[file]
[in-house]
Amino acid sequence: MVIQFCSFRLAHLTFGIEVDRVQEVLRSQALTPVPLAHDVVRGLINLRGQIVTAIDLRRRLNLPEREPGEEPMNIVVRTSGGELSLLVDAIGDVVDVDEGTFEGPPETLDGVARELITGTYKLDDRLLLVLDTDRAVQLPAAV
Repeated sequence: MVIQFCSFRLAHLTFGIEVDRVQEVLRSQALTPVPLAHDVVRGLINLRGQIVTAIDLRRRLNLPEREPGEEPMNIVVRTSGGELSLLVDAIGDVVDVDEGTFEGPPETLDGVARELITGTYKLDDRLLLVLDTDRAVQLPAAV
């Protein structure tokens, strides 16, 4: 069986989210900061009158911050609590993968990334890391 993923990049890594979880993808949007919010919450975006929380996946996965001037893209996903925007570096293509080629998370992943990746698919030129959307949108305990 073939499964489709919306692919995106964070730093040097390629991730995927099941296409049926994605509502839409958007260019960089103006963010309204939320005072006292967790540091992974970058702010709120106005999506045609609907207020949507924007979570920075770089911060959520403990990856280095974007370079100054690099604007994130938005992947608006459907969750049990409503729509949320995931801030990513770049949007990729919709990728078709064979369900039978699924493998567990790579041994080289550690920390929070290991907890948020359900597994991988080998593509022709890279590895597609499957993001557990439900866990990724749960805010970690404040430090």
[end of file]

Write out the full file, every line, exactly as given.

[in-house]
Amino acid sequence: MVIQFCSFRLAHLTFGIEVDRVQEVLRSQALTPVPLAHDVVRGLINLRGQIVTAIDLRRRLNLPEREPGEEPMNIVVRTSGGELSLLVDAIGDVVDVDEGTFEGPPETLDGVARELITGTYKLDDRLLLVLDTDRAVQLPAAV
Repeated sequence: MVIQFCSFRLAHLTFGIEVDRVQEVLRSQALTPVPLAHDVVRGLINLRGQIVTAIDLRRRLNLPEREPGEEPMNIVVRTSGGELSLLVDAIGDVVDVDEGTFEGPPETLDGVARELITGTYKLDDRLLLVLDTDRAVQLPAAV
């Protein structure tokens, strides 16, 4: 069986989210900061009158911050609590993968990334890391 993923990049890594979880993808949007919010919450975006929380996946996965001037893209996903925007570096293509080629998370992943990746698919030129959307949108305990 073939499964489709919306692919995106964070730093040097390629991730995927099941296409049926994605509502839409958007260019960089103006963010309204939320005072006292967790540091992974970058702010709120106005999506045609609907207020949507924007979570920075770089911060959520403990990856280095974007370079100054690099604007994130938005992947608006459907969750049990409503729509949320995931801030990513770049949007990729919709990728078709064979369900039978699924493998567990790579041994080289550690920390929070290991907890948020359900597994991988080998593509022709890279590895597609499957993001557990439900866990990724749960805010970690404040430090």